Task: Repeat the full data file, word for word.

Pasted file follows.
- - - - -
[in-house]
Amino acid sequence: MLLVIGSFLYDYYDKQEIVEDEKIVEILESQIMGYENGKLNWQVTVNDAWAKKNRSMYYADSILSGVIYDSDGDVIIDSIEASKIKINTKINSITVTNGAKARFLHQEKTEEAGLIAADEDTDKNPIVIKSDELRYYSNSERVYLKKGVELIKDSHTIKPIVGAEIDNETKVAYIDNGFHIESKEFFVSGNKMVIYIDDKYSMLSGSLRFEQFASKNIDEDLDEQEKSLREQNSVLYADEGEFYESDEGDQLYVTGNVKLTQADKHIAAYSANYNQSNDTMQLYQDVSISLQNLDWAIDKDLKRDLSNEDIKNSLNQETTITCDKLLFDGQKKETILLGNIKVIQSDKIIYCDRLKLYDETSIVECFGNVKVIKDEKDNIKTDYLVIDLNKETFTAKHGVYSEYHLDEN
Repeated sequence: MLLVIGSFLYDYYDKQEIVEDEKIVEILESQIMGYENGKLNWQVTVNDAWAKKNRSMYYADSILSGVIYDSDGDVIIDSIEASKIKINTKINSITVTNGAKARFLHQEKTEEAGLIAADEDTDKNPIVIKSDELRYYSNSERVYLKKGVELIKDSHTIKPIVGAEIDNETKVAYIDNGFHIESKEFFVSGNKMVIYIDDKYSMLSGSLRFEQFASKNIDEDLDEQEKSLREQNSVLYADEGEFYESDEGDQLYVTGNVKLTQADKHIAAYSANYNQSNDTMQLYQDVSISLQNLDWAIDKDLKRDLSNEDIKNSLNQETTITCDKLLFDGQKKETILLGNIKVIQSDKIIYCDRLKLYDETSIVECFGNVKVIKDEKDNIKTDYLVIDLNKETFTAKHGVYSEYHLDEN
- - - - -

[in-house]
Amino acid sequence: MLLVIGSFLYDYYDKQEIVEDEKIVEILESQIMGYENGKLNWQVTVNDAWAKKNRSMYYADSILSGVIYDSDGDVIIDSIEASKIKINTKINSITVTNGAKARFLHQEKTEEAGLIAADEDTDKNPIVIKSDELRYYSNSERVYLKKGVELIKDSHTIKPIVGAEIDNETKVAYIDNGFHIESKEFFVSGNKMVIYIDDKYSMLSGSLRFEQFASKNIDEDLDEQEKSLREQNSVLYADEGEFYESDEGDQLYVTGNVKLTQADKHIAAYSANYNQSNDTMQLYQDVSISLQNLDWAIDKDLKRDLSNEDIKNSLNQETTITCDKLLFDGQKKETILLGNIKVIQSDKIIYCDRLKLYDETSIVECFGNVKVIKDEKDNIKTDYLVIDLNKETFTAKHGVYSEYHLDEN
Repeated sequence: MLLVIGSFLYDYYDKQEIVEDEKIVEILESQIMGYENGKLNWQVTVNDAWAKKNRSMYYADSILSGVIYDSDGDVIIDSIEASKIKINTKINSITVTNGAKARFLHQEKTEEAGLIAADEDTDKNPIVIKSDELRYYSNSERVYLKKGVELIKDSHTIKPIVGAEIDNETKVAYIDNGFHIESKEFFVSGNKMVIYIDDKYSMLSGSLRFEQFASKNIDEDLDEQEKSLREQNSVLYADEGEFYESDEGDQLYVTGNVKLTQADKHIAAYSANYNQSNDTMQLYQDVSISLQNLDWAIDKDLKRDLSNEDIKNSLNQETTITCDKLLFDGQKKETILLGNIKVIQSDKIIYCDRLKLYDETSIVECFGNVKVIKDEKDNIKTDYLVIDLNKETFTAKHGVYSEYHLDEN